British Airways May Raise Award Rates for Partner Airlines
British Airways’ frequent flyer program does things a bit differently. While most airlines set their pricing based on which regions you’re traveling between, BA’s Executive Club is distance-based. The farther you fly, the more miles you need.
But the one thing it doesn’t do differently, it seems, is mess things up. British Airways recently notified members that it is changing award rates when booking on most partner airlines as of May 30, 2019.
And while the airline hasn’t said exactly what the changes are, it seems safe to say this won’t be a good thing. That means award rates when using British Airways Avios will likely increase when booking after May 30.
So what’s happening? For starters, award rates aren’t changing on every partner airline. The changes will affect bookings on Alaska Airlines, Air Italy, American Airlines, Cathay Pacific, Finnair, Japan Airlines, LATAM, Malaysia Airlines, Qantas, Qatar Airways, S7, Sri Lankan, and Royal Jordanian Airlines.
OK, so that’s most partner airlines. But that means award rates aren’t changing on Aer Lingus, Iberia, Vueling, and of course British Airways itself.
What’s at Stake in British Airways’ Changes?
Here’s how British Airways’ award chart currently looks:
|Miles Traveled (One Way)||Economy Off Peak & Peak||Premium Economy Off Peak & Peak||Business Off Peak & Peak||First Class Off Peak & Peak|
|1 - 650 miles||4,000 / 4,500 Avios||5,750 / 6,750 Avios||7,750 / 9,000 Avios||15,500 / 18,000 Avios|
|651 - 1,150 miles||6,500 / 7,500 Avios||9,500 / 11,250 Avios||12,750 / 15,000 Avios||25,500 // 30,000 Avios|
|1,151 - 2,000 miles||8,500 / 10,000 Avios||12,750 / 15,000 Avios||17,000 / 20,000 Avios||34,000 / 40,000 Avios|
|2,001 - 3,000 miles||10,000 / 12,500 Avios||20,000 / 25,000 Avios||31,250 / 37,500 Avios||42,500 / 50,000 Avios|
|3,001 - 4,000 miles||13,000 / 20,000 Avios||26,000 / 40,000 Avios||50,000 / 60,000 Avios||68,000 / 80,000 Avios|
|4,001 - 5,500 miles||16,250 / 25,000 Avios||32,500 / 50,000 Avios||62,500 / 75,000 Avios||85,000 / 100,000 Avios|
|5,501 - 6,500 miles||19,500 / 30,000 Avios||39,000 / 60,000 Avios||75,000 / 90,000 Avios||102,000 / 120,000 Avios|
|6,501 - 7,000 miles||22,750 / 35,00 Avios||45,500 / 70,000 Avios||87,500 / 105,000 Avios||119,000 / 140,000 Avios|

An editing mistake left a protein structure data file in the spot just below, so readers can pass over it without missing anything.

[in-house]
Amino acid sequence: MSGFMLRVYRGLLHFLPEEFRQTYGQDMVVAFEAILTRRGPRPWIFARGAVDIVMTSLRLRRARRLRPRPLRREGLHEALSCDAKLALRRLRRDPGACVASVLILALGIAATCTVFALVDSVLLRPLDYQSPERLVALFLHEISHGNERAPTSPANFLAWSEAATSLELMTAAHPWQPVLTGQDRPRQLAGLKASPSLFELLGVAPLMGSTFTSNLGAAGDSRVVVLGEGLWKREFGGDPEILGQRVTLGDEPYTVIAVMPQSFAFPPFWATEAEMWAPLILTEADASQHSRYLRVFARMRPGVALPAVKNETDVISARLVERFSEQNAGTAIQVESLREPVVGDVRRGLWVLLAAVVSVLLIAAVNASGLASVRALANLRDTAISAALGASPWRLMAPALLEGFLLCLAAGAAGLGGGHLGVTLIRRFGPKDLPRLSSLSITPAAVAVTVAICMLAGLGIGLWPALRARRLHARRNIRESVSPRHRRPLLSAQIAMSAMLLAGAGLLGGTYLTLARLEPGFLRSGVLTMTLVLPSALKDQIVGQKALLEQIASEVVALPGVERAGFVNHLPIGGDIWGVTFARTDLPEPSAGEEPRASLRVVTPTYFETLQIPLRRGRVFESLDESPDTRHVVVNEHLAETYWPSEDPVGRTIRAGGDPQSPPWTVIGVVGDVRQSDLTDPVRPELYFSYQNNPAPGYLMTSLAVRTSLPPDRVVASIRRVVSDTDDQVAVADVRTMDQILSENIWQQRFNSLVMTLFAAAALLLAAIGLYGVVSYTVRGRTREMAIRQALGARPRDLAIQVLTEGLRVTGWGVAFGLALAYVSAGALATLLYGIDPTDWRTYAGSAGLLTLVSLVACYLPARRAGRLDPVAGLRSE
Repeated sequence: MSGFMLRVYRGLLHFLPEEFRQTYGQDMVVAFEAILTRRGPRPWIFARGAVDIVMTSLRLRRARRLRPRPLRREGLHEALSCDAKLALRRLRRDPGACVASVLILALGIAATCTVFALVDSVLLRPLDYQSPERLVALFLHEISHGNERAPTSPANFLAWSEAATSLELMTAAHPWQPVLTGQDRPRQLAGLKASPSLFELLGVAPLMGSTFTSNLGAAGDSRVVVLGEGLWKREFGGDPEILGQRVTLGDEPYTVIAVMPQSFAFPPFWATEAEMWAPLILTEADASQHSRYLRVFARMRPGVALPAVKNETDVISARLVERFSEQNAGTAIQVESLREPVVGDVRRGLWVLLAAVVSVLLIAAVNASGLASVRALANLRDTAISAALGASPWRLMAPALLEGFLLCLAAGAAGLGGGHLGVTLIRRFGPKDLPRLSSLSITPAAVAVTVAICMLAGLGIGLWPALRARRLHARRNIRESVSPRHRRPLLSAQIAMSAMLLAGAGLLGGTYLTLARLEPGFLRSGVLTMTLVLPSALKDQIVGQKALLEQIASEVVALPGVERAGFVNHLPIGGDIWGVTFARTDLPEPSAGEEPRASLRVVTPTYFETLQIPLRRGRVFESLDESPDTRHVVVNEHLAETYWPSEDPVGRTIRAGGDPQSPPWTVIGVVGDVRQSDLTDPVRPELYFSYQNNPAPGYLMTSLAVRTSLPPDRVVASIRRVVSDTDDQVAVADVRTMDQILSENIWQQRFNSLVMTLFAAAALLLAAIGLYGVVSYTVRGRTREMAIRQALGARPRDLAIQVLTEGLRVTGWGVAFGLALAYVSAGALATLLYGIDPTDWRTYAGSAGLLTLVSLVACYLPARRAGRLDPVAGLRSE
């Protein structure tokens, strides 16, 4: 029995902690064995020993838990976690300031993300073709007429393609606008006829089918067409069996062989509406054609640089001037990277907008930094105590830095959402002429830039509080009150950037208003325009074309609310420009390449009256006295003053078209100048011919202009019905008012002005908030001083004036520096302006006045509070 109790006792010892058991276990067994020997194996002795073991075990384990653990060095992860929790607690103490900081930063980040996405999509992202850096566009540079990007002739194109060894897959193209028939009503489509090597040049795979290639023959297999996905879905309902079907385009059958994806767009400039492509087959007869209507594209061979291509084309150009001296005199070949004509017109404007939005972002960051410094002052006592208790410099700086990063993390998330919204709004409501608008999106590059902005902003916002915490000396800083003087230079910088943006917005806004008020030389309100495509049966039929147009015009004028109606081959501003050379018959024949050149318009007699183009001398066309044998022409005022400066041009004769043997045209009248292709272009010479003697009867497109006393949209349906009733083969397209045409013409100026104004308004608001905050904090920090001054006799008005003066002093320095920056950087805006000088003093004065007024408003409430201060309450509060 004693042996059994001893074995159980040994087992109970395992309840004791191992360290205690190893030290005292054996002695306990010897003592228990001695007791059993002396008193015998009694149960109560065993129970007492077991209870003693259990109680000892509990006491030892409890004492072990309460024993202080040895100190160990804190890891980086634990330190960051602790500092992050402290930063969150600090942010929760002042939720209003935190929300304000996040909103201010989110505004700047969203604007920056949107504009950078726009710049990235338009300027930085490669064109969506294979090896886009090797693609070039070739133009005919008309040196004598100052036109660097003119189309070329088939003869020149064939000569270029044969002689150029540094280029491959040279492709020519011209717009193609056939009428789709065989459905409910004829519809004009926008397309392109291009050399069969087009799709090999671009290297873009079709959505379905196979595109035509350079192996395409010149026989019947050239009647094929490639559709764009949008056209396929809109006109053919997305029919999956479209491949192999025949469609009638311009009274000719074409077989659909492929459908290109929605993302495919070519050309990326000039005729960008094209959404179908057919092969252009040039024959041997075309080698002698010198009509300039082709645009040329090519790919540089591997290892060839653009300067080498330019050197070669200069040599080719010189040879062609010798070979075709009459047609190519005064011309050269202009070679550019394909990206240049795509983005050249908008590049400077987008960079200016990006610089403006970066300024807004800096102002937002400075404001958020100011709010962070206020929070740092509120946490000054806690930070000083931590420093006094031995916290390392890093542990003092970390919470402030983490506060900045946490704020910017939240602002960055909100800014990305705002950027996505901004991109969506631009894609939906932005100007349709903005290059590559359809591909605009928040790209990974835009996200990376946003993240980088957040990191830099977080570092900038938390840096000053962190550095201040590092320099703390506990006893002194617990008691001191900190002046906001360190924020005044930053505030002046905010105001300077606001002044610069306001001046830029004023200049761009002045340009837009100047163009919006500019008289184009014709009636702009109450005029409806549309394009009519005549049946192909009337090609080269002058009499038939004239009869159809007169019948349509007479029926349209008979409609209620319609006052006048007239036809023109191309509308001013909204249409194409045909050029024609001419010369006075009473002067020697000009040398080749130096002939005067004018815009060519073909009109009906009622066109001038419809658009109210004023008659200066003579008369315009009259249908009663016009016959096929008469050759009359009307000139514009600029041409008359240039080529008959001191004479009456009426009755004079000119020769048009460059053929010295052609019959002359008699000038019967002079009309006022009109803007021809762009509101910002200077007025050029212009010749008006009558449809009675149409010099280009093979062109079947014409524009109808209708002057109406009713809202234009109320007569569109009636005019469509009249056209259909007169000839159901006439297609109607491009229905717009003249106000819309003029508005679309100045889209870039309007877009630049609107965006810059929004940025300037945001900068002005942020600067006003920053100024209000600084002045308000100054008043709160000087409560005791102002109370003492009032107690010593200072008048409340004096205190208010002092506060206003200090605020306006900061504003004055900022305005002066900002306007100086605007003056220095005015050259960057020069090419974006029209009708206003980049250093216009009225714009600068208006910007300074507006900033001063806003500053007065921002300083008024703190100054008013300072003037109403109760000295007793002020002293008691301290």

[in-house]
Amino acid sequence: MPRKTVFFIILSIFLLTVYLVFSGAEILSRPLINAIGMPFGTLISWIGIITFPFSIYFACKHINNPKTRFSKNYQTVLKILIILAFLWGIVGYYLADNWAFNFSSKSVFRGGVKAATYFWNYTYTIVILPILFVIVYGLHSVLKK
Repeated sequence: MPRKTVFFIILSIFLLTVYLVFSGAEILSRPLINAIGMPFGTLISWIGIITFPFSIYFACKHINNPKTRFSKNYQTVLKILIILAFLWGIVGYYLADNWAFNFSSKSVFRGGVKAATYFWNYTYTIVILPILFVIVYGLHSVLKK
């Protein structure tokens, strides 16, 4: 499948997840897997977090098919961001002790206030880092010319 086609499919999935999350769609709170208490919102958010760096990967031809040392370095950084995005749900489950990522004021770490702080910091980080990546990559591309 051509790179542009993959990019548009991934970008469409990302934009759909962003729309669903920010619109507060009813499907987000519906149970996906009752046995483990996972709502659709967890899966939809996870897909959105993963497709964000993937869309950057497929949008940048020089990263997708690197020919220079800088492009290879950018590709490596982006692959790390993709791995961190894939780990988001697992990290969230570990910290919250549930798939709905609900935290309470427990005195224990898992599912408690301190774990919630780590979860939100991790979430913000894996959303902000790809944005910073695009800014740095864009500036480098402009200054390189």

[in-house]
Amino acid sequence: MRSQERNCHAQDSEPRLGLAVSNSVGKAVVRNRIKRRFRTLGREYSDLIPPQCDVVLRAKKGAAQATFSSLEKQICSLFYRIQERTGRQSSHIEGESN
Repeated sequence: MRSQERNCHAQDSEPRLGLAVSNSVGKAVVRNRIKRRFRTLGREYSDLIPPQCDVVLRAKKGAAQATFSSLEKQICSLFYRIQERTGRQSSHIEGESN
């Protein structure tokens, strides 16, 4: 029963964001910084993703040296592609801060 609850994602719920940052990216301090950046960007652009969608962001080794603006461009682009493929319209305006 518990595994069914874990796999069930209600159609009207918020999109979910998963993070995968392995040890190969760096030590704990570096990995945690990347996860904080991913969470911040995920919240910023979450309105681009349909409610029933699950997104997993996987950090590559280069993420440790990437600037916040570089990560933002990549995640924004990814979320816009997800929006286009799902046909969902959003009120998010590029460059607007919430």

|7,000+ miles||32,500 / 50,000 Avios||65,000 / 100,000 Avios||125,000 / 150,000 Avios||170,000 / 200,000 Avios|
The distance-based approach means there aren’t too many great ways to use your British Airways Avios. And in fact, one of the worst ways to use them is booking British Airways flights from the U.S. to London-Heathrow (LHR) – you’ll pay a lot of miles and a bunch of cash fees.
But there are a handful of sweet spots that could worsen after these brewing changes roll out, whatever they are.
- Using British Airways is one of the cheapest ways to get to Hawaii from the mainland U.S. on American Airlines. You can use just 25,000 British Airways Avios to book a round-trip AA flight from Los Angeles (LAX) or Phoenix (PHX) to all four major Hawaiian islands.
- Short flights within the U.S. (under 1,150 miles each way) will always price at 7,500 miles each way. That can be a good deal – unless you can book it cheaper directly with American Airlines now that the airline is offering flights as low as 5,000 AAdvantage miles, of course.
That’s just a small taste of what you can do with British Airways Avios – at least for now. While there’s no telling exactly how these rates may change, airlines rarely make their frequent flyer programs better.
Add in the ongoing 30% bonus when transferring Chase points to British Airways – a bonus that ends June 16 – and time is of the essence.
The final verdict will depend on exactly how these award rates change. But it seems all but certain this is bad news.
If you’ve got plans to fly a partner airline using British Airways Avios, book before May 30.
Lead photo courtesy of Jon Osborne via Flickr
Editorial Note: Any opinions, analyses, reviews, or recommendations expressed in this article are those of the author’s alone, and have not been reviewed, approved, or otherwise endorsed by any card issuer.